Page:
Massacre on the Shore

Barnegat Lighthouse on Long Beach Island, N.J. Photo credit: M. Ciavardini

Barnegat Lighthouse on Long Beach Island, N.J.
Photo credit: M. Ciavardini

I am not exactly looking for the American Revolution as I walk from a parking lot on Long Beach Island, N.J. toward “Old Barney,” the lighthouse at its northern end. A plaque near the walk toward the light house tells the story of a not particularly positive development during the War of Independence. After having the good luck to capture a British boat, a team of Patriots were killed on the beach.

A plaque at Barnegat Lighthouse State Park on Long Beach Island, N.J. informs visitors about a tragedy that took place during the American Revolution. Photo credit: M. Ciavardini

A plaque at Barnegat Lighthouse State Park on Long Beach Island, N.J. informs visitors about a tragedy that took place during the American Revolution.
Photo credit: M. Ciavardini

That’s almost too much of a tease. These Patriots get the boat, they’re on the beach, was someone keeping watch? Was someone who was keeping watch falling asleep? Was the boat abandoned when Andrew Steelman and his colleagues came across it? If so, didn’t they wonder how it came to be empty?

Before I ascend the 217 steps to the top of the lighthouse, I have to know more. A bookstore should be right here at this plaque, or the story should be inside the lighthouse, or there should be a series of plaques recounting the history episode by episode. By 1782, weren’t we just about done with that revolution? This seems like a surprising loss fairly late in the game. What happened?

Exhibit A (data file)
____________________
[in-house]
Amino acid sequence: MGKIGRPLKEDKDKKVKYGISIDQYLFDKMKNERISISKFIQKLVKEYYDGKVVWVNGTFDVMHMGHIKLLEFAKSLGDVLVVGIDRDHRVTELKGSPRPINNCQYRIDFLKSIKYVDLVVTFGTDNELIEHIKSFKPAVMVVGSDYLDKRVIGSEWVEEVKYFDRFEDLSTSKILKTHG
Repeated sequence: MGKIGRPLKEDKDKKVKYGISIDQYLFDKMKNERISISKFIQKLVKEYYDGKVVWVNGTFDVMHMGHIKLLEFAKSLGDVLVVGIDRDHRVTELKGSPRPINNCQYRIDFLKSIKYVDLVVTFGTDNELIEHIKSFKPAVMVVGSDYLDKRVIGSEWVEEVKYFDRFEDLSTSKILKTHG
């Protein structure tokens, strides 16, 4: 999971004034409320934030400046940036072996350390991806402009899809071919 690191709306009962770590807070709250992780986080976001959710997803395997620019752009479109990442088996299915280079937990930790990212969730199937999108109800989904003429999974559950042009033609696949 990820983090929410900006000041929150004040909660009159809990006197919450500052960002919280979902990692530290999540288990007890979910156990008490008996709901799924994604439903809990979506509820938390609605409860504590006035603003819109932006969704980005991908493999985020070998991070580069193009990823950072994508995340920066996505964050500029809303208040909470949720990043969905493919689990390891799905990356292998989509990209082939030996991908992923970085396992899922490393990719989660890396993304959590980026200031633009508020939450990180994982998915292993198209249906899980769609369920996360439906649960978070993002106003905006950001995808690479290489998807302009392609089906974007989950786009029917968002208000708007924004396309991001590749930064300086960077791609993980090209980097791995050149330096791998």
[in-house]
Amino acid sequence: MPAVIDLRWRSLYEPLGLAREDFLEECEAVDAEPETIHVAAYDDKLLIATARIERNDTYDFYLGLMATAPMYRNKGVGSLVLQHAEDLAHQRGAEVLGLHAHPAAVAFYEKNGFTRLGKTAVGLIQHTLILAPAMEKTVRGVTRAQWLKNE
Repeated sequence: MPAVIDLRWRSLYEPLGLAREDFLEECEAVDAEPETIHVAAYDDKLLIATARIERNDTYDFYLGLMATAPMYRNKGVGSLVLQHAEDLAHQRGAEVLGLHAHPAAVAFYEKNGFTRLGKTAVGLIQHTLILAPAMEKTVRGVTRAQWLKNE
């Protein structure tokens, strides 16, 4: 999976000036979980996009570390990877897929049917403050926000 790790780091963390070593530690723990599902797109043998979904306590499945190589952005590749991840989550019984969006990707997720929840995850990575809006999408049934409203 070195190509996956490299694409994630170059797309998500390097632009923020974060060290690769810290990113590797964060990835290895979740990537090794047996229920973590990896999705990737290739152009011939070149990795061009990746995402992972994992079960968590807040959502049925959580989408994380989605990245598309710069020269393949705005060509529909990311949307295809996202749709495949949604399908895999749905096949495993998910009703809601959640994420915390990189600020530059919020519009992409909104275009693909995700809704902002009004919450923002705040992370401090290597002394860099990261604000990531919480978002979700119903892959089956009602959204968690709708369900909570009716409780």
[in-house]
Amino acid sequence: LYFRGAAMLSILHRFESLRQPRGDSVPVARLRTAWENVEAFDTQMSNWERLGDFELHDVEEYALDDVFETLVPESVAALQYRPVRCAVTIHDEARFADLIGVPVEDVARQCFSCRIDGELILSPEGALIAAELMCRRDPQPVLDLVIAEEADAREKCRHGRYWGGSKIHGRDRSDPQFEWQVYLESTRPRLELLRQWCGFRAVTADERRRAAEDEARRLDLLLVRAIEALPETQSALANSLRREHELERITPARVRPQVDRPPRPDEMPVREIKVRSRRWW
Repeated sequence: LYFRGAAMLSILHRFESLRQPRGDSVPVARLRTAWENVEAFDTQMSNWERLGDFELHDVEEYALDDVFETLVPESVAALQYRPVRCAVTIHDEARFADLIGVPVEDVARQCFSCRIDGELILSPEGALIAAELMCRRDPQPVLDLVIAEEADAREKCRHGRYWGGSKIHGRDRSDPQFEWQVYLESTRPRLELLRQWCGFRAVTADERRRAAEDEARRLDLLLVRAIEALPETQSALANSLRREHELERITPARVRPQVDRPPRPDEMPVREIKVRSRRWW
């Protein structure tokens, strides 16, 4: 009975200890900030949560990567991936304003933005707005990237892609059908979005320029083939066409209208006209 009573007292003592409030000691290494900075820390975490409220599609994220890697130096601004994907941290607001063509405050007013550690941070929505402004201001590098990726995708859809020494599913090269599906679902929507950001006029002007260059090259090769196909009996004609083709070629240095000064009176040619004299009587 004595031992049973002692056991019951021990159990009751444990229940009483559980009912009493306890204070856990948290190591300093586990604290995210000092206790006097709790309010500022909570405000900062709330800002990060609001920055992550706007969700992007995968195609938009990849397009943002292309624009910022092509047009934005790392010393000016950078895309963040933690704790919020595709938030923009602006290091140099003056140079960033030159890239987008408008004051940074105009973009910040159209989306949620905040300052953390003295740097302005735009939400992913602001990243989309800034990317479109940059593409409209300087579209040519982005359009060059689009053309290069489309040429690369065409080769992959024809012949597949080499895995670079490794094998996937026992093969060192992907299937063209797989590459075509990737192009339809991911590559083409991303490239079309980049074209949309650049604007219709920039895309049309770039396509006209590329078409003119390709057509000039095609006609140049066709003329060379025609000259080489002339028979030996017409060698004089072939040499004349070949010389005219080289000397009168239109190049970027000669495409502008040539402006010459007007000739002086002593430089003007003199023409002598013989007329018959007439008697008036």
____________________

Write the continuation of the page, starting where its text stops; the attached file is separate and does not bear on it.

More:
New Jersey mapA bit of quick research informs me that Andrew Steelman sought volunteers in town—not sure which one, not sure whether it was one on Long Beach Island—to help unload the boat, but one resident opted to go tattle to the Tories. A little sneaking-up violence later, and about two dozen men were dead.

With just a bit more brushing off of dusty websites, I discover that New Jersey claims to be the “cockpit of the Revolution.” Dennis P. Ryan, New Jersey in the American Revolution, 1763 – 1783 A Chronology (New Jersey Historical Commission 1975). I learn of the chaos in the state—like that in Westchester County, N.Y.’s misnamed “neutral zone” —as raids from one side or the other took place. I learn that the man who attacked Steelman and his crew—John Bacon—was himself killed the following year. I learn that the American Revolution wasn’t as neat and as easy as it seemed to be when presented to me in elementary school, in middle school, even in high school. I learn I need to know more of this history.

—Lori Tripoli

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